A View from the Bridge

Event: A View from the Bridge
Venue: Drama Barn
Ratings: ****

The smell of cigarette smoke wafted out of the entrance to the drama barn. This boded well for a production of 1950s play, a decade notorious for chain-smoking. “A View from the Bridge” by Arthur Miller, is supposedly based on a true story and this production engaged that very effectively. 

From the first, the audience was drawn into the languid atmosphere of anticipation of Miller’s setting, produced through the two stereotypical individuals playing cards on the stage before the play began. However, the stereotypes gave way to characters played with such conviction and emotion that the reality they created onstage was inescapable. In particular, Danie Linsell, who played Beatrice, was outstanding in her character development and her ability to sustain her American Italian accent so successfully. Unsurprisingly, some of the other actors found the accent difficult to sustain, however this mattered little in engaging the audience’s emotions and the performance drew many laughs. The inflection of emotions in the actors’ voices, especially James Wilkes, might even have drawn tears, if they had not so often been turned away from the audience at crucial points in the play.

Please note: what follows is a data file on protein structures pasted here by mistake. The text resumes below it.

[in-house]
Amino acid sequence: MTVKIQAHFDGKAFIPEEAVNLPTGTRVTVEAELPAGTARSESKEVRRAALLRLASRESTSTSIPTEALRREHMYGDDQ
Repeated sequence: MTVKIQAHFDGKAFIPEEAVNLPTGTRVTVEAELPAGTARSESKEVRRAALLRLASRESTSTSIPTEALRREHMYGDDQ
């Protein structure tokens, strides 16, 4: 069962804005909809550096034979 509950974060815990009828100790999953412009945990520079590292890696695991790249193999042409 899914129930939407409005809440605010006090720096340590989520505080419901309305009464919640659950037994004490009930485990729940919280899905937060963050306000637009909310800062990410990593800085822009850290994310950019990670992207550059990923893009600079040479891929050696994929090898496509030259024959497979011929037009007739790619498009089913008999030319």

In general, the set was meticulous in its 1950s details as were the costumes and the music. However, the graffiti’ed walls seemed completely incongruous, mainly because the rest of the performance worked so smoothly. With fast scene changes, evocative lighting and extremely well chosen records, that this attempt to bring the play into modern times was incompatible. The play’s universal, timeless appeal lies in its themes of loyalty and love and needs to be set wholeheartedly in one time period. 

This performance was not flawless. However, I will venture to claim that it was pretty close to it.

One comment

  1. I thought the graffiti was done in paint… so was thus ‘congruous’. And at no point did the play appear modern.. least not with the musical choices, set design and costume. Also, how can one turn an inflection in one’s voice away? Is this a case of poor grammar or incredible intonation?

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